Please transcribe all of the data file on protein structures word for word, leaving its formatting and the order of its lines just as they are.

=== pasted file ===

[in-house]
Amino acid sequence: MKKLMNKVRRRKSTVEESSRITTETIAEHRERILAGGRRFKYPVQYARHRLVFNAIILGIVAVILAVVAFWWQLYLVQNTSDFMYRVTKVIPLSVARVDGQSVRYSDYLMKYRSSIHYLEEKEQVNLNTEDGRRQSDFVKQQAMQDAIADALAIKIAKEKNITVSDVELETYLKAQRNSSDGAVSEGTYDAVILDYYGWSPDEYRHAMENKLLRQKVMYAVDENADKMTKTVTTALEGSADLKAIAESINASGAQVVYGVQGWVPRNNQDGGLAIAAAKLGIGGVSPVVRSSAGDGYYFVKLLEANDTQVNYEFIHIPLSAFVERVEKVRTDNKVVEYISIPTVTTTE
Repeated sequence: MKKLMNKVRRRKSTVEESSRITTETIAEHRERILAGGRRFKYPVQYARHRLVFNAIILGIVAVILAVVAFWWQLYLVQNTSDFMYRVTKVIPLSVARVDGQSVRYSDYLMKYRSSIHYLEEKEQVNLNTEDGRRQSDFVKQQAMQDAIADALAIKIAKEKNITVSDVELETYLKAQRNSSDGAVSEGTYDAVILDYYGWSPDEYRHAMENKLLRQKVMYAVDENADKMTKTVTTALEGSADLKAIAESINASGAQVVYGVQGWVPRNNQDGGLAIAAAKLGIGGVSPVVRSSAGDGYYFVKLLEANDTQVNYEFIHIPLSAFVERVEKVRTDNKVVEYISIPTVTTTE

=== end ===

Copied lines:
[in-house]
Amino acid sequence: MKKLMNKVRRRKSTVEESSRITTETIAEHRERILAGGRRFKYPVQYARHRLVFNAIILGIVAVILAVVAFWWQLYLVQNTSDFMYRVTKVIPLSVARVDGQSVRYSDYLMKYRSSIHYLEEKEQVNLNTEDGRRQSDFVKQQAMQDAIADALAIKIAKEKNITVSDVELETYLKAQRNSSDGAVSEGTYDAVILDYYGWSPDEYRHAMENKLLRQKVMYAVDENADKMTKTVTTALEGSADLKAIAESINASGAQVVYGVQGWVPRNNQDGGLAIAAAKLGIGGVSPVVRSSAGDGYYFVKLLEANDTQVNYEFIHIPLSAFVERVEKVRTDNKVVEYISIPTVTTTE
Repeated sequence: MKKLMNKVRRRKSTVEESSRITTETIAEHRERILAGGRRFKYPVQYARHRLVFNAIILGIVAVILAVVAFWWQLYLVQNTSDFMYRVTKVIPLSVARVDGQSVRYSDYLMKYRSSIHYLEEKEQVNLNTEDGRRQSDFVKQQAMQDAIADALAIKIAKEKNITVSDVELETYLKAQRNSSDGAVSEGTYDAVILDYYGWSPDEYRHAMENKLLRQKVMYAVDENADKMTKTVTTALEGSADLKAIAESINASGAQVVYGVQGWVPRNNQDGGLAIAAAKLGIGGVSPVVRSSAGDGYYFVKLLEANDTQVNYEFIHIPLSAFVERVEKVRTDNKVVEYISIPTVTTTE